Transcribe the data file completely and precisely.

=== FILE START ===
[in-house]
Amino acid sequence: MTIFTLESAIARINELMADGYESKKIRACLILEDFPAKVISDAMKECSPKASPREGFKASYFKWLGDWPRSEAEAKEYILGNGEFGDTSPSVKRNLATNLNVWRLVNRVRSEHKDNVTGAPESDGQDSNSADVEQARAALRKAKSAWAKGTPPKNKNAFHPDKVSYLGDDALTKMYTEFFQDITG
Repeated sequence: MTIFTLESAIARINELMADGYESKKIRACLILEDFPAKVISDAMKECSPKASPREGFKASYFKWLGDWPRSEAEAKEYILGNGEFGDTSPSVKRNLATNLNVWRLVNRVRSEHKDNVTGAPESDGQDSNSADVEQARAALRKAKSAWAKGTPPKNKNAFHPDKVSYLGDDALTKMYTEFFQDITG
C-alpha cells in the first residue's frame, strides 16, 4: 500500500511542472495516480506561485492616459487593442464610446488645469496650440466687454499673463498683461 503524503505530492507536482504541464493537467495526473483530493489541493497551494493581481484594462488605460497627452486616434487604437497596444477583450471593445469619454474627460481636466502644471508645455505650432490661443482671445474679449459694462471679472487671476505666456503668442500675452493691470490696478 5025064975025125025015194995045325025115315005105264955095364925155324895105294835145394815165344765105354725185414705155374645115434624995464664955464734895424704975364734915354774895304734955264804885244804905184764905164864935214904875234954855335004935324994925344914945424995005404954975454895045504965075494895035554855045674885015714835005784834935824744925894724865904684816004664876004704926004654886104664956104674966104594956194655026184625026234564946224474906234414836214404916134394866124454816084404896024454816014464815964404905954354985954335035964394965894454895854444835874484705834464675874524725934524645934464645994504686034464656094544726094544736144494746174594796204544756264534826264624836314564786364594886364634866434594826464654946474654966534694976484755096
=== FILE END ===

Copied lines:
[in-house]
Amino acid sequence: MTIFTLESAIARINELMADGYESKKIRACLILEDFPAKVISDAMKECSPKASPREGFKASYFKWLGDWPRSEAEAKEYILGNGEFGDTSPSVKRNLATNLNVWRLVNRVRSEHKDNVTGAPESDGQDSNSADVEQARAALRKAKSAWAKGTPPKNKNAFHPDKVSYLGDDALTKMYTEFFQDITG
Repeated sequence: MTIFTLESAIARINELMADGYESKKIRACLILEDFPAKVISDAMKECSPKASPREGFKASYFKWLGDWPRSEAEAKEYILGNGEFGDTSPSVKRNLATNLNVWRLVNRVRSEHKDNVTGAPESDGQDSNSADVEQARAALRKAKSAWAKGTPPKNKNAFHPDKVSYLGDDALTKMYTEFFQDITG
C-alpha cells in the first residue's frame, strides 16, 4: 500500500511542472495516480506561485492616459487593442464610446488645469496650440466687454499673463498683461 503524503505530492507536482504541464493537467495526473483530493489541493497551494493581481484594462488605460497627452486616434487604437497596444477583450471593445469619454474627460481636466502644471508645455505650432490661443482671445474679449459694462471679472487671476505666456503668442500675452493691470490696478 5025064975025125025015194995045325025115315005105264955095364925155324895105294835145394815165344765105354725185414705155374645115434624995464664955464734895424704975364734915354774895304734955264804885244804905184764905164864935214904875234954855335004935324994925344914945424995005404954975454895045504965075494895035554855045674885015714835005784834935824744925894724865904684816004664876004704926004654886104664956104674966104594956194655026184625026234564946224474906234414836214404916134394866124454816084404896024454816014464815964404905954354985954335035964394965894454895854444835874484705834464675874524725934524645934464645994504686034464656094544726094544736144494746174594796204544756264534826264624836314564786364594886364634866434594826464654946474654966534694976484755096